Maybe the explosion didn’t make the hole and this thing came crashing through the wall, escaping from the blast? She’d been standing with her back to the building when it happened. It wasn’t really a “hole,” she thought, more a kind of fissure, a tear in the brick and stonework.
Then she remembered flicking her cigarette butt away, wondering what to do next, how it must've rolled down this drain. The explosion couldn't have been a minute later, as she walked away. Did she cause the blast, igniting gas backed up in the drain? What gas did sewers produce, anyway – methane?
That’s when she noticed the ubiquitous “No Smoking” sign near the drain, but then they were everywhere, weren’t they? She, like most smokers, routinely ignored them, infringing her right to smoke.
Filthy habit aside, as her old Gran never failed to remind her, she tried to be more conscious ecologically, always a rough balance between colliding worlds, her pleasure and her responsibility. But seriously – “I mean, srsly!” – if you’d risk blowing the place up, they should be a bit more emphatic.
Well, whatever happened, she didn’t want to hang around till security arrived, knowing how they’d only blame her for it. There were already two officers running over from the trailer now, anyway.
“Damn,” she cursed under her breath, pocketing her phone, “time to roll,” no time to think of a plan.
So Fictitia took off after this creature, since she couldn’t very well run back into the building, could she? She understood the need to follow him – but at a discreet distance…
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There was a genuine sigh of collective relief once the singers on stage had gotten through this very tricky scene where Old Dr. Bartolo confronted his nemesis disguised as a drunken soldier, which included slicing down a potted orange tree during some animated swordplay, the actor playing Ambrogio barely escaping injury. It was bad enough Septimus Huffington, the young singer making his European debut as Bartolo, was suffering from allergies, barely able to catch his breath during his big aria’s rapid-fire patter.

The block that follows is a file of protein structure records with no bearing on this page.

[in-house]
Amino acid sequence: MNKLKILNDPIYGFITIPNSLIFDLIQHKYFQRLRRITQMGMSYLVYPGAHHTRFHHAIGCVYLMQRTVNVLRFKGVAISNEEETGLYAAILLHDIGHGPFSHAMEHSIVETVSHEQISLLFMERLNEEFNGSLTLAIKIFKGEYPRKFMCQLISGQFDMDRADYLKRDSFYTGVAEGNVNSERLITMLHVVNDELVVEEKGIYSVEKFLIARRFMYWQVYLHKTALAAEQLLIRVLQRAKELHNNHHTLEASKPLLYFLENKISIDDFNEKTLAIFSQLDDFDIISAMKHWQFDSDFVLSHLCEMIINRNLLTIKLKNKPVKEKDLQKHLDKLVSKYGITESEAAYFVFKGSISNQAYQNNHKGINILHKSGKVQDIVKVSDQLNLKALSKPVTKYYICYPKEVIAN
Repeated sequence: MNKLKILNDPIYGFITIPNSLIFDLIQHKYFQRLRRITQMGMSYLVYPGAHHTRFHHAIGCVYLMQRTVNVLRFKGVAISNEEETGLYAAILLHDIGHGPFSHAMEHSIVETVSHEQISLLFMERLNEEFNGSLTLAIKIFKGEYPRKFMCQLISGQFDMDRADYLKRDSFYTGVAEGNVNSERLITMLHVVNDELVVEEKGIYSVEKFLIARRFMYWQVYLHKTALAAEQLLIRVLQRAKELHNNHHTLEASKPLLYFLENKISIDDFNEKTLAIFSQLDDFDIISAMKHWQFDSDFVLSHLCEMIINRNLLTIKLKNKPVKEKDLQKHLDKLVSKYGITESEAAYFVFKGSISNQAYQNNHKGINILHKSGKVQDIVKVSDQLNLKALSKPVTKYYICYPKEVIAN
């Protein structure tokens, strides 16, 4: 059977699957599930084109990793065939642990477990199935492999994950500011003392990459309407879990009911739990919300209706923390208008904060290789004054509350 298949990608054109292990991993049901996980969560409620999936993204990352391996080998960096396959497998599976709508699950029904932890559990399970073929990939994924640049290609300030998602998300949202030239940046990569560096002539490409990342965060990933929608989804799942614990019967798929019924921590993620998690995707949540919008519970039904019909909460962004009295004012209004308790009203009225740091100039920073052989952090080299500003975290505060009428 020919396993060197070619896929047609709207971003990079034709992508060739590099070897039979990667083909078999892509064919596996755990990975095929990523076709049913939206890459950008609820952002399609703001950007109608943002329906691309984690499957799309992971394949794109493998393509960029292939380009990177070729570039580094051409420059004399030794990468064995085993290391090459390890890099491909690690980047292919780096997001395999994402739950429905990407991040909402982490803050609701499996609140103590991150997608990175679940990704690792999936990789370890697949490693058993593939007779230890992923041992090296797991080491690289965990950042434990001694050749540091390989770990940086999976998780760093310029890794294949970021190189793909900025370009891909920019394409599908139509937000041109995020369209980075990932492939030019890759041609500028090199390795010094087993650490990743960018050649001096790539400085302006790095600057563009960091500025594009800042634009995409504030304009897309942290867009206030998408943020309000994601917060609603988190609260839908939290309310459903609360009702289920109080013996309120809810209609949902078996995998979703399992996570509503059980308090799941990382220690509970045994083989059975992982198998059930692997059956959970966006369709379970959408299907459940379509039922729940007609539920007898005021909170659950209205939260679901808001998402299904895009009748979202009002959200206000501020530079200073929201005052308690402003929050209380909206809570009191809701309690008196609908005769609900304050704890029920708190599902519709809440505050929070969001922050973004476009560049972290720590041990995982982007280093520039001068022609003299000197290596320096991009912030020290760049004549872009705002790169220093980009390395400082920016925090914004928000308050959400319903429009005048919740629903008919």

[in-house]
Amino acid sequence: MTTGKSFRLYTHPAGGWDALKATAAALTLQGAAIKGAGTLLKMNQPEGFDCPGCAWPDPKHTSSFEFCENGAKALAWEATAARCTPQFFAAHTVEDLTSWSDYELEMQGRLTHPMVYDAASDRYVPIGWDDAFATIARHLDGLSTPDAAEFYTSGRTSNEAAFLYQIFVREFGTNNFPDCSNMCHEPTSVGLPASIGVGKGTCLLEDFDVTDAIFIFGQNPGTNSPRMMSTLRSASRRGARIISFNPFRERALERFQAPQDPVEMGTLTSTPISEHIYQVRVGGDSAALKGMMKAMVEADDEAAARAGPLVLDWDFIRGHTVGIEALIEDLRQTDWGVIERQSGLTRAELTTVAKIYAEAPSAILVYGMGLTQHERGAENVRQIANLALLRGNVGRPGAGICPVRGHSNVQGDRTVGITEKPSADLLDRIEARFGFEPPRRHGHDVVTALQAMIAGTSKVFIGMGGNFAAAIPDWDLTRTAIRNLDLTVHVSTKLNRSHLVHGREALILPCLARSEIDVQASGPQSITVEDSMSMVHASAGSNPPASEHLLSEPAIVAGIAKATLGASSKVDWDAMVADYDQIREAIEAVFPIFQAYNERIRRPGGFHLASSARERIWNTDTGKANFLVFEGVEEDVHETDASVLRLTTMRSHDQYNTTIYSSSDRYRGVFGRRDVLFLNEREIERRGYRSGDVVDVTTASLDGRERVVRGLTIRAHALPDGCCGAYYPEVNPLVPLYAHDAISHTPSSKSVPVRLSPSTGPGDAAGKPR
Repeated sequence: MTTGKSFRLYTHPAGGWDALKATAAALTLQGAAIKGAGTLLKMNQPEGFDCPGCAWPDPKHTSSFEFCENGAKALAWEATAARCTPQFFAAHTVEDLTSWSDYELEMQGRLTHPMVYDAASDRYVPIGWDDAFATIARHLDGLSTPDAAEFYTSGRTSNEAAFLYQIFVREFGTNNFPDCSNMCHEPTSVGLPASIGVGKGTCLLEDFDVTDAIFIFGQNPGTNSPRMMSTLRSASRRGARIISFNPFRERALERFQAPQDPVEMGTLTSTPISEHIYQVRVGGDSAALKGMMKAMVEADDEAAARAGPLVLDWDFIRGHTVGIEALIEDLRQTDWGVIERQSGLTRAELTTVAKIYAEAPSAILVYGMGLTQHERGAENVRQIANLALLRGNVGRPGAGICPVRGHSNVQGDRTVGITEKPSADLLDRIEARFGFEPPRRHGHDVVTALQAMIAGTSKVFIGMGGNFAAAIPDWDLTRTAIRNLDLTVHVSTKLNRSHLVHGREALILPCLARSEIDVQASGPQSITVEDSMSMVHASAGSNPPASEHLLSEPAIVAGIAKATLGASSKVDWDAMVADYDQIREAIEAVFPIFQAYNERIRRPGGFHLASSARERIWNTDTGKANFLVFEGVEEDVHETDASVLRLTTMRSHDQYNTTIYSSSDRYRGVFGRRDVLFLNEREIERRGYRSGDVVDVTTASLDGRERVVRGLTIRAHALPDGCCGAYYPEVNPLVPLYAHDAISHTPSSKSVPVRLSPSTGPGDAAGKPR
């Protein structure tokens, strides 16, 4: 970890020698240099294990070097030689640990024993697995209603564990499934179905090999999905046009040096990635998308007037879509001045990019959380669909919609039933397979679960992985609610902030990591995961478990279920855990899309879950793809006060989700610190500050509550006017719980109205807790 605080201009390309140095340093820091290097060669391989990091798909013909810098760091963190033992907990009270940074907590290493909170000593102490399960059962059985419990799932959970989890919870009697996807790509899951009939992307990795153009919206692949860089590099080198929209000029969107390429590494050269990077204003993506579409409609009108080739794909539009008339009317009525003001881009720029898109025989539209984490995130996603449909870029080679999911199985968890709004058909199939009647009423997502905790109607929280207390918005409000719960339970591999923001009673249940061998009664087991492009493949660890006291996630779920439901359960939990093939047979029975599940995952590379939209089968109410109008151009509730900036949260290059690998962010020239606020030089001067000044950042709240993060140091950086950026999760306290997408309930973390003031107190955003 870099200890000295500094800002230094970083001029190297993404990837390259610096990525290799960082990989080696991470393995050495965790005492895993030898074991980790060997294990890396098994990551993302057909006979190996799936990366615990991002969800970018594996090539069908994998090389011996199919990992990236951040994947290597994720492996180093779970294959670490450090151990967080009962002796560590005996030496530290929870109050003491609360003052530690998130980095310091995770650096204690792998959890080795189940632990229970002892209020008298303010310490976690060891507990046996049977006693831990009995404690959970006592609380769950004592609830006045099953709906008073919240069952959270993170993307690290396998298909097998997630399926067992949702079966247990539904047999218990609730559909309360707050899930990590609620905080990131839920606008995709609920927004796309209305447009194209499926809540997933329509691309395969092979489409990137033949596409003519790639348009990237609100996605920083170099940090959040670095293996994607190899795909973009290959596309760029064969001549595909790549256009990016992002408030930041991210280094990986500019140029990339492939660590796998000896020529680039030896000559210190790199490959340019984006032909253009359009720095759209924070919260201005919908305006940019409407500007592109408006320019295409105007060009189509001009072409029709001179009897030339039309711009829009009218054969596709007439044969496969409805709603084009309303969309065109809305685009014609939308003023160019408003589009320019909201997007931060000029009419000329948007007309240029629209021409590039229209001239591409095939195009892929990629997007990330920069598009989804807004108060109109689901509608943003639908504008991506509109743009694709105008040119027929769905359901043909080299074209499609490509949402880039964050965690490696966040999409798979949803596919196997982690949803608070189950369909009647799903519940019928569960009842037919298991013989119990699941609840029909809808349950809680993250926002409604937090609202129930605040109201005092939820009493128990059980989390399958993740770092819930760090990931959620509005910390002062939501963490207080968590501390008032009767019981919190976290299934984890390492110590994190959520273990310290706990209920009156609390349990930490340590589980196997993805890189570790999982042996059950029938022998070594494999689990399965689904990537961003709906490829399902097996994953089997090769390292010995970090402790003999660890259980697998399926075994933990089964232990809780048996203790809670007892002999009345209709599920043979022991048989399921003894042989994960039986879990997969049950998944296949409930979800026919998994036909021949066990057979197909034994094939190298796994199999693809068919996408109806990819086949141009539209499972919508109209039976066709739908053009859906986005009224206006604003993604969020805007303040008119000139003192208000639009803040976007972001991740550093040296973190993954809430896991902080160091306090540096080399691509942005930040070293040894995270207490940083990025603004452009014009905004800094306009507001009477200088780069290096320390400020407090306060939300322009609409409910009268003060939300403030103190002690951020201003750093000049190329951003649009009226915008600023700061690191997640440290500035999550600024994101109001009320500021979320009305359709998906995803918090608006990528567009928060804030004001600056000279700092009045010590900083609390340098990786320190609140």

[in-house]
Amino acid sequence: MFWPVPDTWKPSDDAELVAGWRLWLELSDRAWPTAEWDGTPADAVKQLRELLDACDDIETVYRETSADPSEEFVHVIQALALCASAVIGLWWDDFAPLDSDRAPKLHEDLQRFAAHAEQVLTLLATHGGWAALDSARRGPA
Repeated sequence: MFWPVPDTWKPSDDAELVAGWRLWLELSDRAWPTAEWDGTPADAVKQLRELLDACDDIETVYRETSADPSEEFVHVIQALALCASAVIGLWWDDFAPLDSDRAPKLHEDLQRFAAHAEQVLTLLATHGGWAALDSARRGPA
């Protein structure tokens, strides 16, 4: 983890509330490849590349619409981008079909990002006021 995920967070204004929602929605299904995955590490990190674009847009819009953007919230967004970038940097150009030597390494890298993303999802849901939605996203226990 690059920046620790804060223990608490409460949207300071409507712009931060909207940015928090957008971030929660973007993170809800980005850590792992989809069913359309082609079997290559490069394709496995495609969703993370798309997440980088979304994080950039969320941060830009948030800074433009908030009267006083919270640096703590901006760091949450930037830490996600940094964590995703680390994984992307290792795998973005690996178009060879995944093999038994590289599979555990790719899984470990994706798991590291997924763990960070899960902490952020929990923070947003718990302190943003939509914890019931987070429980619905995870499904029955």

The audience reaction, till then, had been pure delight, especially for Cora DiLetto’s performance of “Una voce poco fa,” most of which she sang while sprawled precariously across a low-slung divan. Unfortunately, the response to Huffington’s “Un dottore della mia sorte” cooled considerably: perhaps he needed to lose some weight.
Ms. DiLetto was relieved to get through some hectic antics where she nearly got knocked over at the dress rehearsal, but then she felt this unexpected blast, like some deep, distant excavation. There’s a small explosion later, Figaro’s diversion during the up-coming music lesson, but what the hell was this one?
The singers looked uncertainly at each other, catching sight of the alarm on Figaro’s face when he rushed on-stage to warn them all this noise was attracting their curious neighbors’ attention.
Backstage, a look of anxiety passed quickly from one technician to another as they felt this ominous underground rumble which was much bigger than the sound effect for the next act. In the pit, the floor buckled and shook as the conductor took an unexpected pause after Figaro’s climactic “Olá!”
The musicians, seeing Maestro Maéstro’s eyes bugging out, realized this was probably not some last-minute change in the production. The conductor, after a deep breath, continued: the show must go on!
“Save it for intermission, there’s no time to worry about it, now,” Stage Manager Gottlieb prompted everyone on headset. “We’ve got a complex maneuver minutes away. Are the lights still working?”
Like his colleagues, his thoughts were running in all directions at once: perhaps Rita Pagliaccio was up to something?